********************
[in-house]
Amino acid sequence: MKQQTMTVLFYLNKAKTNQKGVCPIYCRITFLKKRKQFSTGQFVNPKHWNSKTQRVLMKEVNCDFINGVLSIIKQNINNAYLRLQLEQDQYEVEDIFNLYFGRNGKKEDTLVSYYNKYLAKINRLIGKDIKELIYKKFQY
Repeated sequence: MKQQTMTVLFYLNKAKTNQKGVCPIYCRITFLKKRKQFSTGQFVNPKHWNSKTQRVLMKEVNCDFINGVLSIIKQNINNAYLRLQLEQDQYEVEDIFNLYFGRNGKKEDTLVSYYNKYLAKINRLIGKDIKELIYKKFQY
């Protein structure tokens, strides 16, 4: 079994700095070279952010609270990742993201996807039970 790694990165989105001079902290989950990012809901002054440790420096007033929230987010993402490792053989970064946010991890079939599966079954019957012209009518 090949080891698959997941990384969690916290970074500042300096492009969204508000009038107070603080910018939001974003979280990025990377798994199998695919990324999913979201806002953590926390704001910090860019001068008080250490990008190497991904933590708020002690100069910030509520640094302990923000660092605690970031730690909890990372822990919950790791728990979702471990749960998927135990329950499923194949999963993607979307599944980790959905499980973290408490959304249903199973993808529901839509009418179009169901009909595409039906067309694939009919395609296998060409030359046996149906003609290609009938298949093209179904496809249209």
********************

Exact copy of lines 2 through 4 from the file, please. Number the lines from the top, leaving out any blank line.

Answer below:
Amino acid sequence: MKQQTMTVLFYLNKAKTNQKGVCPIYCRITFLKKRKQFSTGQFVNPKHWNSKTQRVLMKEVNCDFINGVLSIIKQNINNAYLRLQLEQDQYEVEDIFNLYFGRNGKKEDTLVSYYNKYLAKINRLIGKDIKELIYKKFQY
Repeated sequence: MKQQTMTVLFYLNKAKTNQKGVCPIYCRITFLKKRKQFSTGQFVNPKHWNSKTQRVLMKEVNCDFINGVLSIIKQNINNAYLRLQLEQDQYEVEDIFNLYFGRNGKKEDTLVSYYNKYLAKINRLIGKDIKELIYKKFQY
């Protein structure tokens, strides 16, 4: 079994700095070279952010609270990742993201996807039970 790694990165989105001079902290989950990012809901002054440790420096007033929230987010993402490792053989970064946010991890079939599966079954019957012209009518 090949080891698959997941990384969690916290970074500042300096492009969204508000009038107070603080910018939001974003979280990025990377798994199998695919990324999913979201806002953590926390704001910090860019001068008080250490990008190497991904933590708020002690100069910030509520640094302990923000660092605690970031730690909890990372822990919950790791728990979702471990749960998927135990329950499923194949999963993607979307599944980790959905499980973290408490959304249903199973993808529901839509009418179009169901009909595409039906067309694939009919395609296998060409030359046996149906003609290609009938298949093209179904496809249209």